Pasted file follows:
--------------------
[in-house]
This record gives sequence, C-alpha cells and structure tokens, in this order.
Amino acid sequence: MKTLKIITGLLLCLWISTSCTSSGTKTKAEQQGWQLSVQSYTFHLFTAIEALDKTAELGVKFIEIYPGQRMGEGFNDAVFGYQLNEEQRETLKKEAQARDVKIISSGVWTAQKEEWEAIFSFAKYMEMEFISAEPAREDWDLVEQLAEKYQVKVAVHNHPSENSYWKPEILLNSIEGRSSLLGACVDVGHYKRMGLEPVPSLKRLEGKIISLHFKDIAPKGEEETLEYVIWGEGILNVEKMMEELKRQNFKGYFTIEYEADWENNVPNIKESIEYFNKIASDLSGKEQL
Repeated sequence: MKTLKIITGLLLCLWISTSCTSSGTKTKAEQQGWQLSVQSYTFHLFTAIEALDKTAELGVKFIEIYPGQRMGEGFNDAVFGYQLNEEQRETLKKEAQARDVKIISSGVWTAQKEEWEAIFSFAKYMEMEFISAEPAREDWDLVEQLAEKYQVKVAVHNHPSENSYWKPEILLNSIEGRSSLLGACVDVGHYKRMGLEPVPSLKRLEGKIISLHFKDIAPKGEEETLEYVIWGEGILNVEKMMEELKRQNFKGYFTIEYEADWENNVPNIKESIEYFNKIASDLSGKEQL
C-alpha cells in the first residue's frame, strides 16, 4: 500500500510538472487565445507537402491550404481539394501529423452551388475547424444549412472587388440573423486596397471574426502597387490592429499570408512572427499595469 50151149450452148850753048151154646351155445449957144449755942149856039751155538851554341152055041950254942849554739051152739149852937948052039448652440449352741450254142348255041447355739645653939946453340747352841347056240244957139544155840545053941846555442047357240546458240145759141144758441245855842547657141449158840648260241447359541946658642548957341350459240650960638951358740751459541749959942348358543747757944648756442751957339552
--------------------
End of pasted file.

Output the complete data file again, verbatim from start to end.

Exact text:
[in-house]
This record gives sequence, C-alpha cells and structure tokens, in this order.
Amino acid sequence: MKTLKIITGLLLCLWISTSCTSSGTKTKAEQQGWQLSVQSYTFHLFTAIEALDKTAELGVKFIEIYPGQRMGEGFNDAVFGYQLNEEQRETLKKEAQARDVKIISSGVWTAQKEEWEAIFSFAKYMEMEFISAEPAREDWDLVEQLAEKYQVKVAVHNHPSENSYWKPEILLNSIEGRSSLLGACVDVGHYKRMGLEPVPSLKRLEGKIISLHFKDIAPKGEEETLEYVIWGEGILNVEKMMEELKRQNFKGYFTIEYEADWENNVPNIKESIEYFNKIASDLSGKEQL
Repeated sequence: MKTLKIITGLLLCLWISTSCTSSGTKTKAEQQGWQLSVQSYTFHLFTAIEALDKTAELGVKFIEIYPGQRMGEGFNDAVFGYQLNEEQRETLKKEAQARDVKIISSGVWTAQKEEWEAIFSFAKYMEMEFISAEPAREDWDLVEQLAEKYQVKVAVHNHPSENSYWKPEILLNSIEGRSSLLGACVDVGHYKRMGLEPVPSLKRLEGKIISLHFKDIAPKGEEETLEYVIWGEGILNVEKMMEELKRQNFKGYFTIEYEADWENNVPNIKESIEYFNKIASDLSGKEQL
C-alpha cells in the first residue's frame, strides 16, 4: 500500500510538472487565445507537402491550404481539394501529423452551388475547424444549412472587388440573423486596397471574426502597387490592429499570408512572427499595469 50151149450452148850753048151154646351155445449957144449755942149856039751155538851554341152055041950254942849554739051152739149852937948052039448652440449352741450254142348255041447355739645653939946453340747352841347056240244957139544155840545053941846555442047357240546458240145759141144758441245855842547657141449158840648260241447359541946658642548957341350459240650960638951358740751459541749959942348358543747757944648756442751957339552